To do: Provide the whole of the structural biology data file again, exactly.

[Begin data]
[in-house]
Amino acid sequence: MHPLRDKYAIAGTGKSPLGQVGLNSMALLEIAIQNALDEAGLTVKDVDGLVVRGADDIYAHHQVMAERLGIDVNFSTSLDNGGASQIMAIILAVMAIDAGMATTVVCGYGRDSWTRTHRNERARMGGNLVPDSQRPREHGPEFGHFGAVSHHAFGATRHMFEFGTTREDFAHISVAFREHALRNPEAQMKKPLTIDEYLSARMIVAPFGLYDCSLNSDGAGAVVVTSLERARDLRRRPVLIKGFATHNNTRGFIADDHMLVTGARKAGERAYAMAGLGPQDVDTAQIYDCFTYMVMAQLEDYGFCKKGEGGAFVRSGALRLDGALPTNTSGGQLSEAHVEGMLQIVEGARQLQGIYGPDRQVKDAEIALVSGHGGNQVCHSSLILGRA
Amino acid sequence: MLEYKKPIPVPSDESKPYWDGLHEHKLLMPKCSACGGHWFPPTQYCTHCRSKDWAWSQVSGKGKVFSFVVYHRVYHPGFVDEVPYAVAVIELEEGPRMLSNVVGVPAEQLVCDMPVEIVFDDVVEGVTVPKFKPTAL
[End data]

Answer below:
[in-house]
Amino acid sequence: MHPLRDKYAIAGTGKSPLGQVGLNSMALLEIAIQNALDEAGLTVKDVDGLVVRGADDIYAHHQVMAERLGIDVNFSTSLDNGGASQIMAIILAVMAIDAGMATTVVCGYGRDSWTRTHRNERARMGGNLVPDSQRPREHGPEFGHFGAVSHHAFGATRHMFEFGTTREDFAHISVAFREHALRNPEAQMKKPLTIDEYLSARMIVAPFGLYDCSLNSDGAGAVVVTSLERARDLRRRPVLIKGFATHNNTRGFIADDHMLVTGARKAGERAYAMAGLGPQDVDTAQIYDCFTYMVMAQLEDYGFCKKGEGGAFVRSGALRLDGALPTNTSGGQLSEAHVEGMLQIVEGARQLQGIYGPDRQVKDAEIALVSGHGGNQVCHSSLILGRA
Amino acid sequence: MLEYKKPIPVPSDESKPYWDGLHEHKLLMPKCSACGGHWFPPTQYCTHCRSKDWAWSQVSGKGKVFSFVVYHRVYHPGFVDEVPYAVAVIELEEGPRMLSNVVGVPAEQLVCDMPVEIVFDDVVEGVTVPKFKPTAL